The opposition parties might have been stumped by the Narendra Modi-led government’s reservation gambit but their pronouncements over the last two days indicated the broad outline of their counter-strategy in the run-up to the elections.
The 15-hour debate in the two Houses was marked by the ruling coalition’s attempt to question the opposition’s commitment to the poor and the latter’s endeavour to project the move as a “political gimmick” and “election stunt” as there are hardly any jobs to offer by way of reservation.
Sibal said that only 1.7 lakh jobs were added by the Modi government, which translated to 45,000 per year. So, he said, the NDA government’s move meant just 4,500 jobs per year for the economically weaker sections.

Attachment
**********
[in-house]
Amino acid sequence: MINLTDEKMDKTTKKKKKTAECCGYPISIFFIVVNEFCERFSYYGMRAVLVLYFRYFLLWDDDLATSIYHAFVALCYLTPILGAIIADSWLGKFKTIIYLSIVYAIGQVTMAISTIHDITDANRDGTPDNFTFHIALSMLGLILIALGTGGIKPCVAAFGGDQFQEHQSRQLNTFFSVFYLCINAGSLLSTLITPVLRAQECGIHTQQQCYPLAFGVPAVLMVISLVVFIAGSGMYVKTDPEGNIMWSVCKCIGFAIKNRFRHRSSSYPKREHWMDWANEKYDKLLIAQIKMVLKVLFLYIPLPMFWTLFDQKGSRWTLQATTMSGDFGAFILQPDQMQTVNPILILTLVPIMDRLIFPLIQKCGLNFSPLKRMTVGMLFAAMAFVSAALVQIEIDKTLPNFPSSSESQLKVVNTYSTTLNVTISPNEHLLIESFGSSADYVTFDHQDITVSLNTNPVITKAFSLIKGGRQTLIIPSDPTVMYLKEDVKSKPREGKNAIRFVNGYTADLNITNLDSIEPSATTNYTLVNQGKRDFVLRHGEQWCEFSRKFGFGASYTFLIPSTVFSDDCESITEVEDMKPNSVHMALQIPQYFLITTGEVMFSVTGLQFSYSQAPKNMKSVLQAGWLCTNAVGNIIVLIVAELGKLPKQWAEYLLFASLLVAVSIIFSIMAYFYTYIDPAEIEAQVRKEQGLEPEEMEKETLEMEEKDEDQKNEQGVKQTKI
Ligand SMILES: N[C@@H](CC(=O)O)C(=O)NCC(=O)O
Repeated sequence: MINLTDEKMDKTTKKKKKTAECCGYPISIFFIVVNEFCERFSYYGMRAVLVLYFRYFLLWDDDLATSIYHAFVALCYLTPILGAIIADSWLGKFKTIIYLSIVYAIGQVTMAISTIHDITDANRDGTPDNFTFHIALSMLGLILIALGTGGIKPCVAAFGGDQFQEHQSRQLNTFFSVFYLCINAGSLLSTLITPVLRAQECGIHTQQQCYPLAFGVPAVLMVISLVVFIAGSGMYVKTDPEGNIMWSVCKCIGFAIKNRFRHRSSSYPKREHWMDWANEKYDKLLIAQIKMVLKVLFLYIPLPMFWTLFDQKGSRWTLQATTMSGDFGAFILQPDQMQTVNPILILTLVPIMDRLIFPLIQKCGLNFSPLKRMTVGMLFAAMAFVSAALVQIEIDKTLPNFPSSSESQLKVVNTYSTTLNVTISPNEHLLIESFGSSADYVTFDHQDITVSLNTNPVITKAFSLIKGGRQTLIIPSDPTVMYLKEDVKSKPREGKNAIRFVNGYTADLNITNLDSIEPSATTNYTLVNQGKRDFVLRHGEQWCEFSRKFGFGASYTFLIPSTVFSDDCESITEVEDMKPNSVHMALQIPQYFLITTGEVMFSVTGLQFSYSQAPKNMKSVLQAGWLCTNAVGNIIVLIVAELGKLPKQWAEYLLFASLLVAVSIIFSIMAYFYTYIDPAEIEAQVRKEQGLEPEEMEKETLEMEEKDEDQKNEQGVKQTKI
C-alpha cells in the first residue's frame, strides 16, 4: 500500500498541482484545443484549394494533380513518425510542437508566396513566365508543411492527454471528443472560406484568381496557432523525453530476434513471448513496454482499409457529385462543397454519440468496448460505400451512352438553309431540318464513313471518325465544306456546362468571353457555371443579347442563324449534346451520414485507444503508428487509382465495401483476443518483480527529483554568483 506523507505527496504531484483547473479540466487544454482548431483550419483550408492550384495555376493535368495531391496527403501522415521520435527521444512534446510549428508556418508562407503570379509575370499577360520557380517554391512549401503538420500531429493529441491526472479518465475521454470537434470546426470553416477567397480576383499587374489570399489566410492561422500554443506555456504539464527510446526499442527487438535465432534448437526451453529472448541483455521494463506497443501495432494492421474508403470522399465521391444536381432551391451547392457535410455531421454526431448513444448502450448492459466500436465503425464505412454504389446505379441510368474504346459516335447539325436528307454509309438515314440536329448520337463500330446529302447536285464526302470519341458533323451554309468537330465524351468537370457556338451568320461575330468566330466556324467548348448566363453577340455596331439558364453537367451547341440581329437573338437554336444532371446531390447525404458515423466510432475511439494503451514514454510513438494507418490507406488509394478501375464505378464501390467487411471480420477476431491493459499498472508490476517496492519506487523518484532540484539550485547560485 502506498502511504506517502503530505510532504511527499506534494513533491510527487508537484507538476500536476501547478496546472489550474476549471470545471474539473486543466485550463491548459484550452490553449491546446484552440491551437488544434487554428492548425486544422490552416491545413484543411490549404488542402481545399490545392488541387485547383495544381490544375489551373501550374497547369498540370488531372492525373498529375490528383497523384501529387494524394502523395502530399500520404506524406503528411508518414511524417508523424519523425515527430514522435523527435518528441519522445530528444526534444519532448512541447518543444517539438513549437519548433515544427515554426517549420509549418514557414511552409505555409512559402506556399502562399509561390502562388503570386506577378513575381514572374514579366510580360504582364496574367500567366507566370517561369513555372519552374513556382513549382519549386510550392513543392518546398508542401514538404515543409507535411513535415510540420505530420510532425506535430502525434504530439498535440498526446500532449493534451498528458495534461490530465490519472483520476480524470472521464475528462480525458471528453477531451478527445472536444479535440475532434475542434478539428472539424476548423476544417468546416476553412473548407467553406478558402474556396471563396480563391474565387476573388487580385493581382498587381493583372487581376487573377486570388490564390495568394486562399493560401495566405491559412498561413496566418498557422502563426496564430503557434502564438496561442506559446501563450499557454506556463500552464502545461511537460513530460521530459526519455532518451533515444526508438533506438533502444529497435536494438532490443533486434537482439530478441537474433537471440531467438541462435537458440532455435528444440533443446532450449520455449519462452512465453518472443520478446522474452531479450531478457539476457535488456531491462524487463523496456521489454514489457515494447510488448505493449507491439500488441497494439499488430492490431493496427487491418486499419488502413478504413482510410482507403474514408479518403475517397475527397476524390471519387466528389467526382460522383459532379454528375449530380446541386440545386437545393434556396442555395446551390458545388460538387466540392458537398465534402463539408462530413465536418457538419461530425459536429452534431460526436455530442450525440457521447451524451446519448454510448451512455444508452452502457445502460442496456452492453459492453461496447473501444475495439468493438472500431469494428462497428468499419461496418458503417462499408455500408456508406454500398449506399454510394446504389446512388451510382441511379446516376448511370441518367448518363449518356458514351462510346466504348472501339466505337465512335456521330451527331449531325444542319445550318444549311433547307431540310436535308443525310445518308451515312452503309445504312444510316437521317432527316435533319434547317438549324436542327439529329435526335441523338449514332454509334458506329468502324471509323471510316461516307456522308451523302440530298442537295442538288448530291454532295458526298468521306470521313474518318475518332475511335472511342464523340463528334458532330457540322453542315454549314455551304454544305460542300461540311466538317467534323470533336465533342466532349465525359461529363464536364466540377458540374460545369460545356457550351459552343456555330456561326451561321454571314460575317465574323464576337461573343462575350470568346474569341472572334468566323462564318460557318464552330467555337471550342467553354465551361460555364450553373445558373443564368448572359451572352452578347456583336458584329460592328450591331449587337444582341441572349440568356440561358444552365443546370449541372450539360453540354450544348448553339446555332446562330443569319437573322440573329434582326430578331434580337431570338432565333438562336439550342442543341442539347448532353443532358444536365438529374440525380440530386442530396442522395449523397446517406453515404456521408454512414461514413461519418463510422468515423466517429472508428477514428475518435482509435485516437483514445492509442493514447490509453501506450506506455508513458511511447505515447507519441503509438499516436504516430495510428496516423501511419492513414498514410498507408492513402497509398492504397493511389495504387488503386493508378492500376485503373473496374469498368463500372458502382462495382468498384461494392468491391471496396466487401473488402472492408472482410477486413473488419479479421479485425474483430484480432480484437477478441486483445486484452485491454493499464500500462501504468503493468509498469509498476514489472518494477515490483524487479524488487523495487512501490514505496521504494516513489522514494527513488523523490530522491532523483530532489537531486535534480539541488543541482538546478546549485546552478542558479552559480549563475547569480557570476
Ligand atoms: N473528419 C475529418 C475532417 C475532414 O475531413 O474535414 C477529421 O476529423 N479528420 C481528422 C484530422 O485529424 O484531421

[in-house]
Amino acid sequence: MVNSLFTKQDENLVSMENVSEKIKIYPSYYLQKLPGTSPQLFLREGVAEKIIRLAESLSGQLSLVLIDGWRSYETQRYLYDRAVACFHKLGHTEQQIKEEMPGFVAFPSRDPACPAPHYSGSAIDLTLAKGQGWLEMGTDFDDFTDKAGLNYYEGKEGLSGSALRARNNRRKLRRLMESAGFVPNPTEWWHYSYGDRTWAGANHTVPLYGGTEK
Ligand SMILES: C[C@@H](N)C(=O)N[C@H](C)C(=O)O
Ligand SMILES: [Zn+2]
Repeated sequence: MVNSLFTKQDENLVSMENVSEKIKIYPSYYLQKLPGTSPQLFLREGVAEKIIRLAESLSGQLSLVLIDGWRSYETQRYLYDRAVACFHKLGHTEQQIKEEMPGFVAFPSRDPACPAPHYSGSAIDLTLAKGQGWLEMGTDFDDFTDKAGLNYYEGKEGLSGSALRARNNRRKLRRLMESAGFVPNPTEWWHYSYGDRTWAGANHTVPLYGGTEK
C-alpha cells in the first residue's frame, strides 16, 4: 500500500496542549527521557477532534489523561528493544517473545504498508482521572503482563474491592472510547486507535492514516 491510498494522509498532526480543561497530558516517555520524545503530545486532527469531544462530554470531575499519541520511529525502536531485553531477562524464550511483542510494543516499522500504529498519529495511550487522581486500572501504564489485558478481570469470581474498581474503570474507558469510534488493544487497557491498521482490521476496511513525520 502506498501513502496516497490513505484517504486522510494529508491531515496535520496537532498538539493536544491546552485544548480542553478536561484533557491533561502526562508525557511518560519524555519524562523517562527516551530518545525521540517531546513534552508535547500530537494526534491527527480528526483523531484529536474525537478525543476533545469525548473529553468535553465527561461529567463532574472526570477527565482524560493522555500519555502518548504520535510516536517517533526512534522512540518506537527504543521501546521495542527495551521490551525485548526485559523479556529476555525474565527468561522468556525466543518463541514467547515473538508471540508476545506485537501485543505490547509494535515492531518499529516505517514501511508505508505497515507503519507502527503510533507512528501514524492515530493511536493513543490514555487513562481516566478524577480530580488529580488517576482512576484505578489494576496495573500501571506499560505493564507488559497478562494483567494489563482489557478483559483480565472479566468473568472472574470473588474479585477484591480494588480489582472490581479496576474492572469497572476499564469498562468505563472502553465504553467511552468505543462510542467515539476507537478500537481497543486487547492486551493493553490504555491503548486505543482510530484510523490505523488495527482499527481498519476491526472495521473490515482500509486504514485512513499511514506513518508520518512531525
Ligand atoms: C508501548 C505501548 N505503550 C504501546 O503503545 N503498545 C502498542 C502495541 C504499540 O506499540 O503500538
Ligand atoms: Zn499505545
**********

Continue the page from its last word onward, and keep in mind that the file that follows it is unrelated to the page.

“This country is not creating any jobs. So this reservation is impacting whom… What this country is crying for is jobs, which will only come with economic growth. Your investment rate is going down, savings rate is going down. FDI is moving out of the country,” said Sibal, an eminent lawyer.
“You are putting ED, income tax, CBI after the private sector. So nobody is ready to invest anymore. In the public sector, jobs are getting reduced. So who are you fooling?” he added.
The Congress leader also sought to project the upper caste reservation bill as discriminatory against poor OBCs and Dalits. If a Dalit, who is not benefited by SC reservation, earns Rs 15,000, he will not get reservation under the EWS category but those who earn Rs 66,000 a month (calculated on the basis of the income criteria of Rs 8 lakh per annum for upper caste reservation) will get reservation, said Sibal, triggering protests by several ministers.